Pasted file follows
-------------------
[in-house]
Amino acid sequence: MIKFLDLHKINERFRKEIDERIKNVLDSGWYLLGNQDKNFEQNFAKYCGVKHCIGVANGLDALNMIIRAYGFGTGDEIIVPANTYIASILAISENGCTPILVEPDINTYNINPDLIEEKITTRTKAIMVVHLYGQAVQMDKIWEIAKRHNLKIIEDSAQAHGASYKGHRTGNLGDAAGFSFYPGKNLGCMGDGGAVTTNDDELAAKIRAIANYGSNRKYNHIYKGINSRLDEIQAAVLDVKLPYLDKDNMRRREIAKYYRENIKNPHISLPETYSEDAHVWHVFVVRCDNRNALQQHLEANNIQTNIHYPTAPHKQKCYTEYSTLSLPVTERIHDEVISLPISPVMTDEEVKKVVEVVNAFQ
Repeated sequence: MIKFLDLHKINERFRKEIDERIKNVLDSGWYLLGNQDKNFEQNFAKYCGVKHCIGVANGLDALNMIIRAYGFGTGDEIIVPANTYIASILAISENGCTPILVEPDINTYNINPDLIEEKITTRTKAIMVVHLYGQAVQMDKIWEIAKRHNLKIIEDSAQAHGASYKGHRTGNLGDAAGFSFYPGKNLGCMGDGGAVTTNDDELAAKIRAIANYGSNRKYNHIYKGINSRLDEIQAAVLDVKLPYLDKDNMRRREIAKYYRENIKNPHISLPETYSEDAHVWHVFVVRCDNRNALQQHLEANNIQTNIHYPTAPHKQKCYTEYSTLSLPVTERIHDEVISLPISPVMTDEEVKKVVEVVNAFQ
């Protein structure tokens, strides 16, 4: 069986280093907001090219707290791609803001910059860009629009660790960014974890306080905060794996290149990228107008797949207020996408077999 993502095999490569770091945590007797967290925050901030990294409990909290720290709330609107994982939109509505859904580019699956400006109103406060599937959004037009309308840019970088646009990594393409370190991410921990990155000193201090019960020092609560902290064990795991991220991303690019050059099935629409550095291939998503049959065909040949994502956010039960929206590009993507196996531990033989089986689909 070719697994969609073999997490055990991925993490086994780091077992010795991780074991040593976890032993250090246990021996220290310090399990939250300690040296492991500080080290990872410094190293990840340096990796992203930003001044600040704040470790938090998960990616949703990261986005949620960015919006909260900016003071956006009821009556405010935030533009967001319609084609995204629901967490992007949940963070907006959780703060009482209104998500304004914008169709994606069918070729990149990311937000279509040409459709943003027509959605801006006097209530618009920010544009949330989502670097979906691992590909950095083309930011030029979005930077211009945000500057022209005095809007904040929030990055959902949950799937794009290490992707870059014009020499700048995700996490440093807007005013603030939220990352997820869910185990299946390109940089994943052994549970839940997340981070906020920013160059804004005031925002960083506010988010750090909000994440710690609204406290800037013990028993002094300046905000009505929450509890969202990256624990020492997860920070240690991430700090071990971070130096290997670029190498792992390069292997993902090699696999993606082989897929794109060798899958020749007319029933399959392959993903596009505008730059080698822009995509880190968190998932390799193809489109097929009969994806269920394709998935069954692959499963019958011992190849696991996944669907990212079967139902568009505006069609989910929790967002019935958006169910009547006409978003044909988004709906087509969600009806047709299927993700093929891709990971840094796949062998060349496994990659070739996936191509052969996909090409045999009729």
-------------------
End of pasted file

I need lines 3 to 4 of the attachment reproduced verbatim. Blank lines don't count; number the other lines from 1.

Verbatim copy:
Repeated sequence: MIKFLDLHKINERFRKEIDERIKNVLDSGWYLLGNQDKNFEQNFAKYCGVKHCIGVANGLDALNMIIRAYGFGTGDEIIVPANTYIASILAISENGCTPILVEPDINTYNINPDLIEEKITTRTKAIMVVHLYGQAVQMDKIWEIAKRHNLKIIEDSAQAHGASYKGHRTGNLGDAAGFSFYPGKNLGCMGDGGAVTTNDDELAAKIRAIANYGSNRKYNHIYKGINSRLDEIQAAVLDVKLPYLDKDNMRRREIAKYYRENIKNPHISLPETYSEDAHVWHVFVVRCDNRNALQQHLEANNIQTNIHYPTAPHKQKCYTEYSTLSLPVTERIHDEVISLPISPVMTDEEVKKVVEVVNAFQ
């Protein structure tokens, strides 16, 4: 069986280093907001090219707290791609803001910059860009629009660790960014974890306080905060794996290149990228107008797949207020996408077999 993502095999490569770091945590007797967290925050901030990294409990909290720290709330609107994982939109509505859904580019699956400006109103406060599937959004037009309308840019970088646009990594393409370190991410921990990155000193201090019960020092609560902290064990795991991220991303690019050059099935629409550095291939998503049959065909040949994502956010039960929206590009993507196996531990033989089986689909 070719697994969609073999997490055990991925993490086994780091077992010795991780074991040593976890032993250090246990021996220290310090399990939250300690040296492991500080080290990872410094190293990840340096990796992203930003001044600040704040470790938090998960990616949703990261986005949620960015919006909260900016003071956006009821009556405010935030533009967001319609084609995204629901967490992007949940963070907006959780703060009482209104998500304004914008169709994606069918070729990149990311937000279509040409459709943003027509959605801006006097209530618009920010544009949330989502670097979906691992590909950095083309930011030029979005930077211009945000500057022209005095809007904040929030990055959902949950799937794009290490992707870059014009020499700048995700996490440093807007005013603030939220990352997820869910185990299946390109940089994943052994549970839940997340981070906020920013160059804004005031925002960083506010988010750090909000994440710690609204406290800037013990028993002094300046905000009505929450509890969202990256624990020492997860920070240690991430700090071990971070130096290997670029190498792992390069292997993902090699696999993606082989897929794109060798899958020749007319029933399959392959993903596009505008730059080698822009995509880190968190998932390799193809489109097929009969994806269920394709998935069954692959499963019958011992190849696991996944669907990212079967139902568009505006069609989910929790967002019935958006169910009547006409978003044909988004709906087509969600009806047709299927993700093929891709990971840094796949062998060349496994990659070739996936191509052969996909090409045999009729």